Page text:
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London Rock: The Unseen Archive Hardcover – 7 Dec 2017
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"A thing of rare beauty" (Classic Rock)
About the Author
Alec Byrne started his career as a photographer on the NME in 1966, and he instantly found himself in the middle of a rock revolution. Popular and talented, and was given informal access to everybody from the Rolling Stones, The Kinks, The Who and The Faces to the Bee Gees and Black Sabbath, and visiting Americans from Bob Dylan to Jim Morrison. As photographers began to get less access in the mid-seventies, he decamped to LA where he became a set photographer. His London archive was stored in his garage, until now.
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Most helpful customer reviews on Amazon.com
London Rock is a beautifully executed rogue’s gallery of rock, a who's who of young men (mostly) early on their journey to becoming internationally-recognized icons who would collectively reshape the music world. Viewing the soulful, incisive, sometimes heartstopping images one after another, I got the sensation one gets watching fireworks turn a black sky into a blaze of light, color and brilliance.
Byrne’s photographs manage to convey -- effortlessly -- both the weight and ephemera of a golden moment in music. Perhaps only an artist with an eye so young and searching -- the earliest images here were snapped when Byrne was 16 -- could have managed these iconic images of trailblazing musicians beginning to morph from their early years on the club scene into the full flower of greatness. Byrne’s shots from these halcyon London days and nights are lush, rapturous, playful, and raw. Oh yeah, and again, seriously sexy.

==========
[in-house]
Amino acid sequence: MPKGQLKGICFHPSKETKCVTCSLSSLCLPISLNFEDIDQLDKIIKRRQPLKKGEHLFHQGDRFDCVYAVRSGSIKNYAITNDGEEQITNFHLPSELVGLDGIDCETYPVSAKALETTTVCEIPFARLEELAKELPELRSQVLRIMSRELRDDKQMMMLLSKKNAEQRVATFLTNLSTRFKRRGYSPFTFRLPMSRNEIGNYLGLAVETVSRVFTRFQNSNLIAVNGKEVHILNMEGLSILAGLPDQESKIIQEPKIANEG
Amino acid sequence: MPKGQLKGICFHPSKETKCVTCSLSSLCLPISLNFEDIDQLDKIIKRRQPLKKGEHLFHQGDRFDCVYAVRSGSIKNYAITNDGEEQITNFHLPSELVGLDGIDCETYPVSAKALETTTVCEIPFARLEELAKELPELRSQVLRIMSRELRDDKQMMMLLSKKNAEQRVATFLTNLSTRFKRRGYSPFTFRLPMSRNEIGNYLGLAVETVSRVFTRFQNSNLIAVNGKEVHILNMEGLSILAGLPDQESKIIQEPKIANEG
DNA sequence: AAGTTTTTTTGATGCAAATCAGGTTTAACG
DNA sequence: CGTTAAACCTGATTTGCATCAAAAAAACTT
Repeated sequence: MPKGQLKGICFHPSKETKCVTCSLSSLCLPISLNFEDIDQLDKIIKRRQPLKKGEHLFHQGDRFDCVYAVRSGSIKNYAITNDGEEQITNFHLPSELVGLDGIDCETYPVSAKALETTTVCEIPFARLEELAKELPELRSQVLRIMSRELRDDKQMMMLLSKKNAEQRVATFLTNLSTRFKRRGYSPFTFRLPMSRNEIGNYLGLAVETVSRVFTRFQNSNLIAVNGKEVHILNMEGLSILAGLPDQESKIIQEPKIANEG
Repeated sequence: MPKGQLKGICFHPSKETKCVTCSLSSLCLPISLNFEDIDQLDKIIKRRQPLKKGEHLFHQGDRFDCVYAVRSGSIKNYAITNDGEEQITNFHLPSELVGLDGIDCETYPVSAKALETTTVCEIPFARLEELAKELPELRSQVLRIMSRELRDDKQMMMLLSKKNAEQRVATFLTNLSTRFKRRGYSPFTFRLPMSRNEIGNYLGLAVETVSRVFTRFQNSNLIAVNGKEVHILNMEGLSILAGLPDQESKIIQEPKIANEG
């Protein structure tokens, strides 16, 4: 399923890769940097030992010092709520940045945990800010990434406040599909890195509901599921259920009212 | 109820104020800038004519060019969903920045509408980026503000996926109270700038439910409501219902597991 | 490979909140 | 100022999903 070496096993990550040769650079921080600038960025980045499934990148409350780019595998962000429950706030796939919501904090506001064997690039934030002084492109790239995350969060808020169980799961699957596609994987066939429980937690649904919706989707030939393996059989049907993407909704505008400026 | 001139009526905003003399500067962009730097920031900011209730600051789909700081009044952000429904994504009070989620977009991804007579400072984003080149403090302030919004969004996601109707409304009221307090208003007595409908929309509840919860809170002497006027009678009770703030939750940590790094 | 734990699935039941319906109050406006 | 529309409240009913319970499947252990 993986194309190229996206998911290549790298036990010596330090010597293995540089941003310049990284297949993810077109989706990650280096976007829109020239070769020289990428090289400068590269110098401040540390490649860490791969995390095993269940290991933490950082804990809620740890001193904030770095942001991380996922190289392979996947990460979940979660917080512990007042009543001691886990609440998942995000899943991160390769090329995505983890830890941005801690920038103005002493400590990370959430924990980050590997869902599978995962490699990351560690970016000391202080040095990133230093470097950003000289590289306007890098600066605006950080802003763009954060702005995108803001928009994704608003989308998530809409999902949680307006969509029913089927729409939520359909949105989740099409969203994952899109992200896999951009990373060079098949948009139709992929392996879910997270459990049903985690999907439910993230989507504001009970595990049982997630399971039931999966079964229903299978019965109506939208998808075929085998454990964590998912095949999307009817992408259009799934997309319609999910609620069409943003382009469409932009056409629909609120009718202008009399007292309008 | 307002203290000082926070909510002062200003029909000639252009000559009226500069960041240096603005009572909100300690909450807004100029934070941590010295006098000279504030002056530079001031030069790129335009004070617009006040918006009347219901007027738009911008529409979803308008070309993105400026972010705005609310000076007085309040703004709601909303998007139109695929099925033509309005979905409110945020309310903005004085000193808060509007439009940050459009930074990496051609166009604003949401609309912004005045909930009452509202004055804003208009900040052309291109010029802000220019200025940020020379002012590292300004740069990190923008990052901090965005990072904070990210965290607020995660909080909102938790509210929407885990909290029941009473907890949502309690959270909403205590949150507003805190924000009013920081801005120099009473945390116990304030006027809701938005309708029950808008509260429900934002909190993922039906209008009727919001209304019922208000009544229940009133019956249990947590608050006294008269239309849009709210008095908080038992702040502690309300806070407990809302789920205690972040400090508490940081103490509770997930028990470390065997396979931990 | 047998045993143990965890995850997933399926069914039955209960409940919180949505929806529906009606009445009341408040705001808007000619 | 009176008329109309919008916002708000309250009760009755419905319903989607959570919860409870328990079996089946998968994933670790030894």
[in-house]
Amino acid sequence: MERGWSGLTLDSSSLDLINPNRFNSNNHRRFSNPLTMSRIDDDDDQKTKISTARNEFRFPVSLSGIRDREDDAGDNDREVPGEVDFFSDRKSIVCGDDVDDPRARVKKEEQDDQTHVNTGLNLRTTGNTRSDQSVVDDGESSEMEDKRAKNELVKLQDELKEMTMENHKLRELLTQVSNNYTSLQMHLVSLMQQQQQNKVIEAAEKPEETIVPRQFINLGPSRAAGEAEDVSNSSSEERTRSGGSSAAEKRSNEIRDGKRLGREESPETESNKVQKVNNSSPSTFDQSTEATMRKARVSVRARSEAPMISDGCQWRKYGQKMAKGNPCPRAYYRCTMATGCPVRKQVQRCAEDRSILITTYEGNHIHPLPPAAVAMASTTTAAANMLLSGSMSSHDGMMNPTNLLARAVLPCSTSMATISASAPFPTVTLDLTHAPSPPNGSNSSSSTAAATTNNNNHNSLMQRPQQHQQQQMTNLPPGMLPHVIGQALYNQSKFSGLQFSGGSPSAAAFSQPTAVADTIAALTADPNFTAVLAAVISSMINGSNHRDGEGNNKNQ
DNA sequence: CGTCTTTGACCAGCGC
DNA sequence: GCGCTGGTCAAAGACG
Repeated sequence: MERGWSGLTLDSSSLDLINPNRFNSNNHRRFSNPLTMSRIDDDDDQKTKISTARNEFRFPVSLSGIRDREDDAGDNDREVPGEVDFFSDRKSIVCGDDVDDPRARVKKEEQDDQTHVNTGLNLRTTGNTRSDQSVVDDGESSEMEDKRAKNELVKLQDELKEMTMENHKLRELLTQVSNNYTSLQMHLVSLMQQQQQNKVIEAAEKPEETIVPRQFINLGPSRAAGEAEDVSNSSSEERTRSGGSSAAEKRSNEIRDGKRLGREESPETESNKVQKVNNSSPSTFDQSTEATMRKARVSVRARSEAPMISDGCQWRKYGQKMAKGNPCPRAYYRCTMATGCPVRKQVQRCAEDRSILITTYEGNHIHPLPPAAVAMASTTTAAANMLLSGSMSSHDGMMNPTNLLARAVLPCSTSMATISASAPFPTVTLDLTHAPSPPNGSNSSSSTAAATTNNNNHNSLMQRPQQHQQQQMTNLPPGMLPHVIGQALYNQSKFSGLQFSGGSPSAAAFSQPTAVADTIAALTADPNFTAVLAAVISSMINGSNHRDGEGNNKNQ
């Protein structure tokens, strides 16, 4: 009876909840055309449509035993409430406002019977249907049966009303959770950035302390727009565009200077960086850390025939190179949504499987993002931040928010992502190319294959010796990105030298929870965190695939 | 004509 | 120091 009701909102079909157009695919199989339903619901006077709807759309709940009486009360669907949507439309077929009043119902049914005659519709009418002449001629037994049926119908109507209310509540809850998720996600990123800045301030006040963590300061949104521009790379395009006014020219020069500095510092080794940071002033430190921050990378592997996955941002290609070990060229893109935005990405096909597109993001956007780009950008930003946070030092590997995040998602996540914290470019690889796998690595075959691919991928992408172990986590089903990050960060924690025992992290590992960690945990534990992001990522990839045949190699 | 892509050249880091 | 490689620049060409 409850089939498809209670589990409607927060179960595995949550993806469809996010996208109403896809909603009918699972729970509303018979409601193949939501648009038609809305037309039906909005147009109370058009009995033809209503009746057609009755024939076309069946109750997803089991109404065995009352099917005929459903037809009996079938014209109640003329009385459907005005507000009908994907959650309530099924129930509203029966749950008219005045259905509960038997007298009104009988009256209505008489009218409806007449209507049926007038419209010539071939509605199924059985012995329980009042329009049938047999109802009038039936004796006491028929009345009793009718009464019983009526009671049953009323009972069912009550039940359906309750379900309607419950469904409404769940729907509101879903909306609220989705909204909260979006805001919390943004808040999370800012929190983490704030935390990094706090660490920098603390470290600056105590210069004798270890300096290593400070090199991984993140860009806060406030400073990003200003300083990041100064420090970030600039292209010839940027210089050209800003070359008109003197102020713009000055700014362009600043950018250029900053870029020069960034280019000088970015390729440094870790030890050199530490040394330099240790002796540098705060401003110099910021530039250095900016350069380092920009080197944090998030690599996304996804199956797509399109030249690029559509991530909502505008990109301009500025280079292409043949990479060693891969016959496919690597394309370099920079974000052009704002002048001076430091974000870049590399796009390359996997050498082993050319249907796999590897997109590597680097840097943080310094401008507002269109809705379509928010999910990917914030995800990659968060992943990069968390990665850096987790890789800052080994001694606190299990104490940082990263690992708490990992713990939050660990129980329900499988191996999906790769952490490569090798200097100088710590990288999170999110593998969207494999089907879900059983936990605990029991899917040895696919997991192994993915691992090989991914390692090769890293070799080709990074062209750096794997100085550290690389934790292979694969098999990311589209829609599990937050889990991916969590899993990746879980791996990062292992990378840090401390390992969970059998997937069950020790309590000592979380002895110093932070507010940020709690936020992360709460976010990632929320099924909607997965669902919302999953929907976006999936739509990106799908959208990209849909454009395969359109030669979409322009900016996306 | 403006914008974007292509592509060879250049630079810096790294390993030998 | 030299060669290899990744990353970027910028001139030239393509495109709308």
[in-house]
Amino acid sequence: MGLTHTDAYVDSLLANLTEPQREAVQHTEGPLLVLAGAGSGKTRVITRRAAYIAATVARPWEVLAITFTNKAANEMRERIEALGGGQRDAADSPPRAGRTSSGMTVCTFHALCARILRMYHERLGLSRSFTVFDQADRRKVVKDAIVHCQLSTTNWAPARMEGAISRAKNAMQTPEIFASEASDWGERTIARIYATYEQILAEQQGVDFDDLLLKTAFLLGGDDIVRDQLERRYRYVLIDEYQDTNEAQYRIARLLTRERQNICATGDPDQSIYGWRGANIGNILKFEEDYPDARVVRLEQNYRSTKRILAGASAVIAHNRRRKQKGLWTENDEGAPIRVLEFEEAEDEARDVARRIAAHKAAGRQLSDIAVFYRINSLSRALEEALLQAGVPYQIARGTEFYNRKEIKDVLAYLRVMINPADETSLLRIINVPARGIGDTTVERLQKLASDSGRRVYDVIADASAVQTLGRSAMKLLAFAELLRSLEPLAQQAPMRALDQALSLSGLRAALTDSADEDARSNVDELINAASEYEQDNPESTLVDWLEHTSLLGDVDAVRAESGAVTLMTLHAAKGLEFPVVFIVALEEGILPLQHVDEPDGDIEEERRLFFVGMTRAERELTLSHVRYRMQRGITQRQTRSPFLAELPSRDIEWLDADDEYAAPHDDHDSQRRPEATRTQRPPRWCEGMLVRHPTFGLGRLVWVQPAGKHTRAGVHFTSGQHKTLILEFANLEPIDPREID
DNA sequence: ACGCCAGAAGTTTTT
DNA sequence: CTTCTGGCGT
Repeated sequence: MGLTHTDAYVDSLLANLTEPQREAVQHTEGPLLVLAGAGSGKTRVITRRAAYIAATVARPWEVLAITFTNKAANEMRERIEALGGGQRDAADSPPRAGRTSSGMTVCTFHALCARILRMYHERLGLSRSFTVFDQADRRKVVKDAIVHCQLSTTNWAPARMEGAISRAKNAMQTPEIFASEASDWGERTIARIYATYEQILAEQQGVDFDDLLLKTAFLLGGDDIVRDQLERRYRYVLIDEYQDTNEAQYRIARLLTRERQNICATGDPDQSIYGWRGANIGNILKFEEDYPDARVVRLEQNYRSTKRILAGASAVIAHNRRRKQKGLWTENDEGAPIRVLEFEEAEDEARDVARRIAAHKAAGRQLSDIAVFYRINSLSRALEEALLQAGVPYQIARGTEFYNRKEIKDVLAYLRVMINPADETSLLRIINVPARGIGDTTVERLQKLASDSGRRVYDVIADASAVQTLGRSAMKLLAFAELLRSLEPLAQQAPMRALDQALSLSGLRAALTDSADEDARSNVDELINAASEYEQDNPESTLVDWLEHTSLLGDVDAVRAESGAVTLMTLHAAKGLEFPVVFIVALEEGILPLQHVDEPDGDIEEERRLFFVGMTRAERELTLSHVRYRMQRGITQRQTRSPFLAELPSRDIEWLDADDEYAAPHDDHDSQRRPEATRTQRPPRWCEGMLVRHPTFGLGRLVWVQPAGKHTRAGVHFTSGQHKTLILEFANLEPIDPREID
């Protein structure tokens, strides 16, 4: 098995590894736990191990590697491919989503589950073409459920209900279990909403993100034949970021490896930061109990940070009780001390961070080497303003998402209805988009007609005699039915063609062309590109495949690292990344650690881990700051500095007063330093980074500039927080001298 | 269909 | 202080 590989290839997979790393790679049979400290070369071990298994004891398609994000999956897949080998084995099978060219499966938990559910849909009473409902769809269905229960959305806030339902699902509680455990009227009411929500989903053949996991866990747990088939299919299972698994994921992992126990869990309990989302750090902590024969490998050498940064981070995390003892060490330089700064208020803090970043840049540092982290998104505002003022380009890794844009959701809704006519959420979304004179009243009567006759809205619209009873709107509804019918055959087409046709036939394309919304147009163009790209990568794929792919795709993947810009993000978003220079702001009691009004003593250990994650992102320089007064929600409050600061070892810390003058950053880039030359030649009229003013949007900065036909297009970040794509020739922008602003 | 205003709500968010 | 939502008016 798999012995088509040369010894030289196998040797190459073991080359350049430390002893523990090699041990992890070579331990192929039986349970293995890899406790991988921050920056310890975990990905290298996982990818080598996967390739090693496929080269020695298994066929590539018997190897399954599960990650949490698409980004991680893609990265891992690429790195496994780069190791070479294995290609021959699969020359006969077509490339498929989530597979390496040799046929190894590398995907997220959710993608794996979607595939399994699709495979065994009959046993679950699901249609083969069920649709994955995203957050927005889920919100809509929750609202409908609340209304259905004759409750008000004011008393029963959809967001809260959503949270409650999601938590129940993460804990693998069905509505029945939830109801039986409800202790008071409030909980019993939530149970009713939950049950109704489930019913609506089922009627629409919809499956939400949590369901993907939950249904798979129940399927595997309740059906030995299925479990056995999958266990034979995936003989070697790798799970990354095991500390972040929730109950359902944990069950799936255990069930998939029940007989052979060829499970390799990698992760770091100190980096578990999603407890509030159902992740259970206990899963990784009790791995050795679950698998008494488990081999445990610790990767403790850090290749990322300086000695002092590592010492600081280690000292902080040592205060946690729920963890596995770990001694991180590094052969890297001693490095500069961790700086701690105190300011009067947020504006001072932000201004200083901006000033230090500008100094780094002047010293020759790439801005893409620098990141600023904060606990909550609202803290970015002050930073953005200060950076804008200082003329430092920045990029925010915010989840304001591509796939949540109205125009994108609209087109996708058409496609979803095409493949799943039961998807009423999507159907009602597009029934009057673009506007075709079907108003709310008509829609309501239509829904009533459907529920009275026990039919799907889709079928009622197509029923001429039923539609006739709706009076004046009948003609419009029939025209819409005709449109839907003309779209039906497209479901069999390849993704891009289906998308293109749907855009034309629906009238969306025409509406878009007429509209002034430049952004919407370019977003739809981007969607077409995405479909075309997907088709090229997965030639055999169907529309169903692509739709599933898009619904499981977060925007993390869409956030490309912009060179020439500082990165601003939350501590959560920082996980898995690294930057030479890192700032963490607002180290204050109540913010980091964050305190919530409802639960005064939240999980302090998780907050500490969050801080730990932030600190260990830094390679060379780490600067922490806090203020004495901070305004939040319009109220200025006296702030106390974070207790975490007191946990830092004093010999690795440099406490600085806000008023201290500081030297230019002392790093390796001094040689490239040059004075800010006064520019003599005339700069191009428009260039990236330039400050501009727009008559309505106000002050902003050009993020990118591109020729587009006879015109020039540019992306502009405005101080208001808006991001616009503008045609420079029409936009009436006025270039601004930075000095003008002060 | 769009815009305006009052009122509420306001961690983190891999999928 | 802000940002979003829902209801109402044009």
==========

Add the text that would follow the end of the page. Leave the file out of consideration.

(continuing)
Even London Rock’s presentation is clever, starting with the heavy box it arrives in, meant to evoke a carton of 11-by-14 Kodak paper. The large-format book is imaginatively curated and impressively printed -- every image is fully saturated on rich, thick stock. The care and quality that have gone into producing this volume are evident on every page.
Especially smart was the decision not to clutter the pages with words. Aside from the book's foreword, a lovely, retrospective introduction by Byrne, and a succinct index tied to thumbnails of the photos, there’s no text at all to distract from the power of the images. And no need for it. The faces, especially the eyes, are telling so many stories on their own. Byrne gives us Bowie at his most ethereal and angelic, Iggy Pop at his most unholy. There’s a John Lennon in a moment of perfect peace with his young son Julian, and a stunning shot of Hendrix and Jagger moments after meeting that somehow manages to capture professional admiration, jealousy and wariness in equal parts.
I could go on, but I want to go back and savor the book again. And I’ll have time now, because I need to go Christmas shopping. I’ve just found the perfect gift for everyone on my list. London Rock is a real triumph, the find of the year as far as I'm concerned.
The images are of people we all have seen before, but somehow these photos have the capability to bring us a bit closer somehow. In this day and age there are few photo books that collect rock 'n' roll subjects that bring something new to the table. For me this is one of those books. Besides the large reproductions, there's a few pages throughout the book that fold out for an even larger size print, as well as reproductions of Byrne's contact sheets. The printing is well done, the book itself is sturdy and well made, and it comes inside a substantial lidded cardboard box, itself something nice to see and hold.
Yes, it's pretty expensive, but (at least for me) this is one of those books that's worth the money. Do yourself a favor and check it out.